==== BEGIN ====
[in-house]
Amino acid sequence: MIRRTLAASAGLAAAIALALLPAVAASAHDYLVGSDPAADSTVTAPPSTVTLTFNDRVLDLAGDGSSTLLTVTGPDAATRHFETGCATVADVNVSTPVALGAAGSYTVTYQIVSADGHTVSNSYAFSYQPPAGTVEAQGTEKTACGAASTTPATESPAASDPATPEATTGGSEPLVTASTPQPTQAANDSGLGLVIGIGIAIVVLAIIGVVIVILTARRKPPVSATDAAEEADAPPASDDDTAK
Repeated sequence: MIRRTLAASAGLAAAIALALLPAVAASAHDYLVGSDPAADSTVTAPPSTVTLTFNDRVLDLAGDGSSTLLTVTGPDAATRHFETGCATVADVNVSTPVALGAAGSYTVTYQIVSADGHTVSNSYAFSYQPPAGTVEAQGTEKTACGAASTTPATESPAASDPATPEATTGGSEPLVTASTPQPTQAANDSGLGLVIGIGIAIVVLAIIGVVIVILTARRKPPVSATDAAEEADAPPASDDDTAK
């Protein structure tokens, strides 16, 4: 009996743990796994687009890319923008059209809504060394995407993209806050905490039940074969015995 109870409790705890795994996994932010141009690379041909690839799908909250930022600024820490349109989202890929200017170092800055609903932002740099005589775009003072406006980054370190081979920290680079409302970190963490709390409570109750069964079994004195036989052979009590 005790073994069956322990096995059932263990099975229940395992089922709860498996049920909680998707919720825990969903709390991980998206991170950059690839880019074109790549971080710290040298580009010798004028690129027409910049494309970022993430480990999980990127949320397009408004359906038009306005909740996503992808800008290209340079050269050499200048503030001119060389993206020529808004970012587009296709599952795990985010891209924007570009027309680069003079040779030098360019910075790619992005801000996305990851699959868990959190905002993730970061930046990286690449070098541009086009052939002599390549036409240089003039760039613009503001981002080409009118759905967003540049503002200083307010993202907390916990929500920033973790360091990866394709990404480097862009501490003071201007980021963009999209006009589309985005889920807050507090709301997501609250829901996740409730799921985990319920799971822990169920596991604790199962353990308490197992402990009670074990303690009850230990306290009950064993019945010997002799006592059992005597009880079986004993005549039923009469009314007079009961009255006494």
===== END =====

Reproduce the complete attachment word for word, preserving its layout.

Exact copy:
[in-house]
Amino acid sequence: MIRRTLAASAGLAAAIALALLPAVAASAHDYLVGSDPAADSTVTAPPSTVTLTFNDRVLDLAGDGSSTLLTVTGPDAATRHFETGCATVADVNVSTPVALGAAGSYTVTYQIVSADGHTVSNSYAFSYQPPAGTVEAQGTEKTACGAASTTPATESPAASDPATPEATTGGSEPLVTASTPQPTQAANDSGLGLVIGIGIAIVVLAIIGVVIVILTARRKPPVSATDAAEEADAPPASDDDTAK
Repeated sequence: MIRRTLAASAGLAAAIALALLPAVAASAHDYLVGSDPAADSTVTAPPSTVTLTFNDRVLDLAGDGSSTLLTVTGPDAATRHFETGCATVADVNVSTPVALGAAGSYTVTYQIVSADGHTVSNSYAFSYQPPAGTVEAQGTEKTACGAASTTPATESPAASDPATPEATTGGSEPLVTASTPQPTQAANDSGLGLVIGIGIAIVVLAIIGVVIVILTARRKPPVSATDAAEEADAPPASDDDTAK
């Protein structure tokens, strides 16, 4: 009996743990796994687009890319923008059209809504060394995407993209806050905490039940074969015995 109870409790705890795994996994932010141009690379041909690839799908909250930022600024820490349109989202890929200017170092800055609903932002740099005589775009003072406006980054370190081979920290680079409302970190963490709390409570109750069964079994004195036989052979009590 005790073994069956322990096995059932263990099975229940395992089922709860498996049920909680998707919720825990969903709390991980998206991170950059690839880019074109790549971080710290040298580009010798004028690129027409910049494309970022993430480990999980990127949320397009408004359906038009306005909740996503992808800008290209340079050269050499200048503030001119060389993206020529808004970012587009296709599952795990985010891209924007570009027309680069003079040779030098360019910075790619992005801000996305990851699959868990959190905002993730970061930046990286690449070098541009086009052939002599390549036409240089003039760039613009503001981002080409009118759905967003540049503002200083307010993202907390916990929500920033973790360091990866394709990404480097862009501490003071201007980021963009999209006009589309985005889920807050507090709301997501609250829901996740409730799921985990319920799971822990169920596991604790199962353990308490197992402990009670074990303690009850230990306290009950064993019945010997002799006592059992005597009880079986004993005549039923009469009314007079009961009255006494």